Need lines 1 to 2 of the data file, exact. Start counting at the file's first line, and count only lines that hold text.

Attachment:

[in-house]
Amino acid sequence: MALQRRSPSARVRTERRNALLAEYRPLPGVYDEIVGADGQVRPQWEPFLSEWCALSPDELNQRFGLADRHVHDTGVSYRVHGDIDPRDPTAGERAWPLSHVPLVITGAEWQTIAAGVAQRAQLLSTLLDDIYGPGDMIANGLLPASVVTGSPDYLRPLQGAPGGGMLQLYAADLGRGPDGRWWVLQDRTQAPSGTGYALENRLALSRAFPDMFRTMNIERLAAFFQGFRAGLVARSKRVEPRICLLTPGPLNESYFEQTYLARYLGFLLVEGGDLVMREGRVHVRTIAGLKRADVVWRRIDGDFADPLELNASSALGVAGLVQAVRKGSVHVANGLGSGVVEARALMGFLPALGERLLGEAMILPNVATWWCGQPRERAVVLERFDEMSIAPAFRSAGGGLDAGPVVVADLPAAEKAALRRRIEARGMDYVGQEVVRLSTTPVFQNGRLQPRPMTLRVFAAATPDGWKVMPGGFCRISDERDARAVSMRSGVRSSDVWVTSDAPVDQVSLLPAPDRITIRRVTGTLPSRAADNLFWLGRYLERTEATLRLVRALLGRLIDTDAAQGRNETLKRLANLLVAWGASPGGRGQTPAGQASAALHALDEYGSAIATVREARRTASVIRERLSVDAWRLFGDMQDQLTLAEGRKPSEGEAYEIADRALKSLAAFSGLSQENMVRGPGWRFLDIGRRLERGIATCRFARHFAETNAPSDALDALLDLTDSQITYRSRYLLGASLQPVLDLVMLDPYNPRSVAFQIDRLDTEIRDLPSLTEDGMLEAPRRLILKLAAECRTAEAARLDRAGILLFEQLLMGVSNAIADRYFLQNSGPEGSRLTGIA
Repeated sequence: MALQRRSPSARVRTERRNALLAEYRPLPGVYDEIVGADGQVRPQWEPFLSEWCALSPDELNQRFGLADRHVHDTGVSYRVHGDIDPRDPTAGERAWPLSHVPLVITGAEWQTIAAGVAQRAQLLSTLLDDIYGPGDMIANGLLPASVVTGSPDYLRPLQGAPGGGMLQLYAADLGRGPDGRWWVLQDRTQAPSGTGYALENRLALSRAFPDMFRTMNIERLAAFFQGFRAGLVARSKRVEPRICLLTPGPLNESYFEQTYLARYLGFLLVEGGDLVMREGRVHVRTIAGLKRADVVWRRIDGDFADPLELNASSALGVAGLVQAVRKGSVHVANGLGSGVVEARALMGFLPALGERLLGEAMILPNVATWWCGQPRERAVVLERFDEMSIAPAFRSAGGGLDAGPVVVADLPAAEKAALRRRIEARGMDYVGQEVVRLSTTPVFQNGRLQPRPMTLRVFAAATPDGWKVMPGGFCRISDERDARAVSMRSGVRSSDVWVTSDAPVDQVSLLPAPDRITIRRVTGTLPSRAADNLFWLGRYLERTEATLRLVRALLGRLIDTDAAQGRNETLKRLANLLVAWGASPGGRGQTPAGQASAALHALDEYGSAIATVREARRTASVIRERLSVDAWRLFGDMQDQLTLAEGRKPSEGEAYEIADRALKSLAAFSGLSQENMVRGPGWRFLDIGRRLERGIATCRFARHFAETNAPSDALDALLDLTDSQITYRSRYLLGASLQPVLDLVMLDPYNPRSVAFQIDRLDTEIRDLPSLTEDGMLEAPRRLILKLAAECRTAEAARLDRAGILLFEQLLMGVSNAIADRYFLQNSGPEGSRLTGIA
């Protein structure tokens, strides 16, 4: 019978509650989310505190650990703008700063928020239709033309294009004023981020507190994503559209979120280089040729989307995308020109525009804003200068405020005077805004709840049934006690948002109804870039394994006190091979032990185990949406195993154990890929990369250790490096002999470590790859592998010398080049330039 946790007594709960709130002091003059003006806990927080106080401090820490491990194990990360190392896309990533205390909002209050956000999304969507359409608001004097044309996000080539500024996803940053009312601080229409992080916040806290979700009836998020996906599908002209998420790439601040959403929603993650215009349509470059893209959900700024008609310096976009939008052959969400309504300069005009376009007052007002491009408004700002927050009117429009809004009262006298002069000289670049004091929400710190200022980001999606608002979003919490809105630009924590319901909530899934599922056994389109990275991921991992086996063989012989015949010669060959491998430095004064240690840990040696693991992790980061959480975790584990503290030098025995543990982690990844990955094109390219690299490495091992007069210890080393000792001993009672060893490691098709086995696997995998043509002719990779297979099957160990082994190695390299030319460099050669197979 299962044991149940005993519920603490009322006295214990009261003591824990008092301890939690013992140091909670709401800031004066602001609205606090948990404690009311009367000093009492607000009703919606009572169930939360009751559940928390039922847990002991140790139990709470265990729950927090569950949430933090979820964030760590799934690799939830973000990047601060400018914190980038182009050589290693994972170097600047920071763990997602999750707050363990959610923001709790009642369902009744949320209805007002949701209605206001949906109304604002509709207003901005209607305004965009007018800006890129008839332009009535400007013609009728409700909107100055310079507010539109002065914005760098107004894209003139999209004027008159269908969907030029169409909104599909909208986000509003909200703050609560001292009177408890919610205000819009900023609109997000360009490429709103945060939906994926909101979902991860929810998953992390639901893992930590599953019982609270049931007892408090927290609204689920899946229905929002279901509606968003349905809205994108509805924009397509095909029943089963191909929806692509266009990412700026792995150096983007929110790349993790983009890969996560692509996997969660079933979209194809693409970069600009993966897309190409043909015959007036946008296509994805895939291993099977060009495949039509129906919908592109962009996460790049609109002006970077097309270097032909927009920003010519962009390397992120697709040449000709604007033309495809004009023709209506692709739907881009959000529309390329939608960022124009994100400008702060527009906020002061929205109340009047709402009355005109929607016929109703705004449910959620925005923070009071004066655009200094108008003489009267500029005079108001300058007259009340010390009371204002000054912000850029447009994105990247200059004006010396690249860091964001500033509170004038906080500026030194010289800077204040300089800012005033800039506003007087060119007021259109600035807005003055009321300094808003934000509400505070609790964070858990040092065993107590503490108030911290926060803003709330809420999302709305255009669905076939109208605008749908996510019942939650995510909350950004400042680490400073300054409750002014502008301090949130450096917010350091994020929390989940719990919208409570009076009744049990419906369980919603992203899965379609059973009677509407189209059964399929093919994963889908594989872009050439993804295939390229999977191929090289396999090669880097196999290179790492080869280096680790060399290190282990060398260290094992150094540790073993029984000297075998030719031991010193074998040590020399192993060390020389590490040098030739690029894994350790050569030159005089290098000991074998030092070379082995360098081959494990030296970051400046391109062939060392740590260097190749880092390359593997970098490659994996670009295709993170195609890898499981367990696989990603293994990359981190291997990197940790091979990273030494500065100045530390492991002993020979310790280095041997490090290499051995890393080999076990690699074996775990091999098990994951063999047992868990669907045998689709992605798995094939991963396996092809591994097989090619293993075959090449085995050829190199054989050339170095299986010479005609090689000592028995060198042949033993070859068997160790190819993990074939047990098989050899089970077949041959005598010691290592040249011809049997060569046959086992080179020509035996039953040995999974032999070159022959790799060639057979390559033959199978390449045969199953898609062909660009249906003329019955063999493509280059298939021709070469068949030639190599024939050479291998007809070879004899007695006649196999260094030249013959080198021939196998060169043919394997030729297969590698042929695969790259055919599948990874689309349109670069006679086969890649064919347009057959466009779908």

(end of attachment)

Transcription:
[in-house]
Amino acid sequence: MALQRRSPSARVRTERRNALLAEYRPLPGVYDEIVGADGQVRPQWEPFLSEWCALSPDELNQRFGLADRHVHDTGVSYRVHGDIDPRDPTAGERAWPLSHVPLVITGAEWQTIAAGVAQRAQLLSTLLDDIYGPGDMIANGLLPASVVTGSPDYLRPLQGAPGGGMLQLYAADLGRGPDGRWWVLQDRTQAPSGTGYALENRLALSRAFPDMFRTMNIERLAAFFQGFRAGLVARSKRVEPRICLLTPGPLNESYFEQTYLARYLGFLLVEGGDLVMREGRVHVRTIAGLKRADVVWRRIDGDFADPLELNASSALGVAGLVQAVRKGSVHVANGLGSGVVEARALMGFLPALGERLLGEAMILPNVATWWCGQPRERAVVLERFDEMSIAPAFRSAGGGLDAGPVVVADLPAAEKAALRRRIEARGMDYVGQEVVRLSTTPVFQNGRLQPRPMTLRVFAAATPDGWKVMPGGFCRISDERDARAVSMRSGVRSSDVWVTSDAPVDQVSLLPAPDRITIRRVTGTLPSRAADNLFWLGRYLERTEATLRLVRALLGRLIDTDAAQGRNETLKRLANLLVAWGASPGGRGQTPAGQASAALHALDEYGSAIATVREARRTASVIRERLSVDAWRLFGDMQDQLTLAEGRKPSEGEAYEIADRALKSLAAFSGLSQENMVRGPGWRFLDIGRRLERGIATCRFARHFAETNAPSDALDALLDLTDSQITYRSRYLLGASLQPVLDLVMLDPYNPRSVAFQIDRLDTEIRDLPSLTEDGMLEAPRRLILKLAAECRTAEAARLDRAGILLFEQLLMGVSNAIADRYFLQNSGPEGSRLTGIA